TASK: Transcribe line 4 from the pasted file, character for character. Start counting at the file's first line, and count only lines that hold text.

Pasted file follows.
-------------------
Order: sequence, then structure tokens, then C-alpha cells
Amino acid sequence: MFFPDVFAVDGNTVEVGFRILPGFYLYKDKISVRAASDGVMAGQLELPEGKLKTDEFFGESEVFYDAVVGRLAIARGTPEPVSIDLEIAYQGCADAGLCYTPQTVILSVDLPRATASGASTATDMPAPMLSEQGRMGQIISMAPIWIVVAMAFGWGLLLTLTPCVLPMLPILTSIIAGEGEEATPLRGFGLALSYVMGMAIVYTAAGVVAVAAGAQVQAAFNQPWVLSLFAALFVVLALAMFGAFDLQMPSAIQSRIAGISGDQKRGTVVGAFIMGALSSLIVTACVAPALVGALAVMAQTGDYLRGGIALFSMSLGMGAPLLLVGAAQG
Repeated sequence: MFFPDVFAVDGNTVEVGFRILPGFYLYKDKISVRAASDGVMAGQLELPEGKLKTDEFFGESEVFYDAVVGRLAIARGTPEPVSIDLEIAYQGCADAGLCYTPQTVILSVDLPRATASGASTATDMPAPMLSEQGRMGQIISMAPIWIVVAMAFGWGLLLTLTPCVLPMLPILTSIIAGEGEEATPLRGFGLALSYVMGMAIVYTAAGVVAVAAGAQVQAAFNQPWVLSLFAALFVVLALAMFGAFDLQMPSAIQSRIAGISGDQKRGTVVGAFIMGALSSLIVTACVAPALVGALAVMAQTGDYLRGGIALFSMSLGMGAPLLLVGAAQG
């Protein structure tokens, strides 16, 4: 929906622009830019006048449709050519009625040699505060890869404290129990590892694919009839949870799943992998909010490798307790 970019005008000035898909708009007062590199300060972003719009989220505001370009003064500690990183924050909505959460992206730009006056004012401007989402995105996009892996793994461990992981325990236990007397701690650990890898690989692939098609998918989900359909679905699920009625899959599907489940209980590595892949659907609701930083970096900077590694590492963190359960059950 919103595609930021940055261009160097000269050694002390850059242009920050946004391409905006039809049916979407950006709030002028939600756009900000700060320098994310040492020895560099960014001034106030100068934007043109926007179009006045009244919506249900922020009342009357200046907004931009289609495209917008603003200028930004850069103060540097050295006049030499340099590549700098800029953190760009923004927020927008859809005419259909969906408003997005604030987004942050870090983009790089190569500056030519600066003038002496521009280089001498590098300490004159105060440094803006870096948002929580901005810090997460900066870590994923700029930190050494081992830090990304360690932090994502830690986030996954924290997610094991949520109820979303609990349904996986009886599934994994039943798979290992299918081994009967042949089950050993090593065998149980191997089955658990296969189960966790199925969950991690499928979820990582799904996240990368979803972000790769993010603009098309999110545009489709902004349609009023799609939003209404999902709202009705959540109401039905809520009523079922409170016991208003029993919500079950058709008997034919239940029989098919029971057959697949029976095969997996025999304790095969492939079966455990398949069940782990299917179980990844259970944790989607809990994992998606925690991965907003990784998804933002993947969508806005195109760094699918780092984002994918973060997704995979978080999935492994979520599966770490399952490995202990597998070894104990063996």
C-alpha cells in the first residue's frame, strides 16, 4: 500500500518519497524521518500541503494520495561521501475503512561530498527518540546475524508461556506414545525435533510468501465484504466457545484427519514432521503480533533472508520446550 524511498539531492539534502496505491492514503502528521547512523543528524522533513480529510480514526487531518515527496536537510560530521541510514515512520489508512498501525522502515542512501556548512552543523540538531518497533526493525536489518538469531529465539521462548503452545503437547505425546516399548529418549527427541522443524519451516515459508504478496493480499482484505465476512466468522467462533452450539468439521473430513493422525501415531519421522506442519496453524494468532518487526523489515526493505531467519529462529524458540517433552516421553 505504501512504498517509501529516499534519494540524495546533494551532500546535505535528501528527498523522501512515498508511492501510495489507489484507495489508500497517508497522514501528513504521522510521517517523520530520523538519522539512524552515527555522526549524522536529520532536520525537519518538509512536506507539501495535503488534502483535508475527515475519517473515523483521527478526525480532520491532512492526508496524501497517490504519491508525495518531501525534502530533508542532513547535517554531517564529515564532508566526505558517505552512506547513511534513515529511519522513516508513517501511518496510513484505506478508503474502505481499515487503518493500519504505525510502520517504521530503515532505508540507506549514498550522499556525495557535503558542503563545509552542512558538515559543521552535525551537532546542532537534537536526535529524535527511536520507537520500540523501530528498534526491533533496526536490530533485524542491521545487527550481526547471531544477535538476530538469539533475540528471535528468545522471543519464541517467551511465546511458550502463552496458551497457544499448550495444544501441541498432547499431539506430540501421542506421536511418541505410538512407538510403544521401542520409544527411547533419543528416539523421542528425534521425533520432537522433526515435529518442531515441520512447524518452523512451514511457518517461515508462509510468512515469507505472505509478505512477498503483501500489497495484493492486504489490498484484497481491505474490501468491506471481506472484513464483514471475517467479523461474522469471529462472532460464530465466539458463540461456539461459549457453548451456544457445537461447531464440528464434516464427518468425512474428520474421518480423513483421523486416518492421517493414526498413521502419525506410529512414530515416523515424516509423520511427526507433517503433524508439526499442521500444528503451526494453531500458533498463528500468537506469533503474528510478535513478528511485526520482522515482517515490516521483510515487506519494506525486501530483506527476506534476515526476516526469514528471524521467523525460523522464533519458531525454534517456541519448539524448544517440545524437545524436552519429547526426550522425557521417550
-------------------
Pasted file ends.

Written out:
């Protein structure tokens, strides 16, 4: 929906622009830019006048449709050519009625040699505060890869404290129990590892694919009839949870799943992998909010490798307790 970019005008000035898909708009007062590199300060972003719009989220505001370009003064500690990183924050909505959460992206730009006056004012401007989402995105996009892996793994461990992981325990236990007397701690650990890898690989692939098609998918989900359909679905699920009625899959599907489940209980590595892949659907609701930083970096900077590694590492963190359960059950 919103595609930021940055261009160097000269050694002390850059242009920050946004391409905006039809049916979407950006709030002028939600756009900000700060320098994310040492020895560099960014001034106030100068934007043109926007179009006045009244919506249900922020009342009357200046907004931009289609495209917008603003200028930004850069103060540097050295006049030499340099590549700098800029953190760009923004927020927008859809005419259909969906408003997005604030987004942050870090983009790089190569500056030519600066003038002496521009280089001498590098300490004159105060440094803006870096948002929580901005810090997460900066870590994923700029930190050494081992830090990304360690932090994502830690986030996954924290997610094991949520109820979303609990349904996986009886599934994994039943798979290992299918081994009967042949089950050993090593065998149980191997089955658990296969189960966790199925969950991690499928979820990582799904996240990368979803972000790769993010603009098309999110545009489709902004349609009023799609939003209404999902709202009705959540109401039905809520009523079922409170016991208003029993919500079950058709008997034919239940029989098919029971057959697949029976095969997996025999304790095969492939079966455990398949069940782990299917179980990844259970944790989607809990994992998606925690991965907003990784998804933002993947969508806005195109760094699918780092984002994918973060997704995979978080999935492994979520599966770490399952490995202990597998070894104990063996």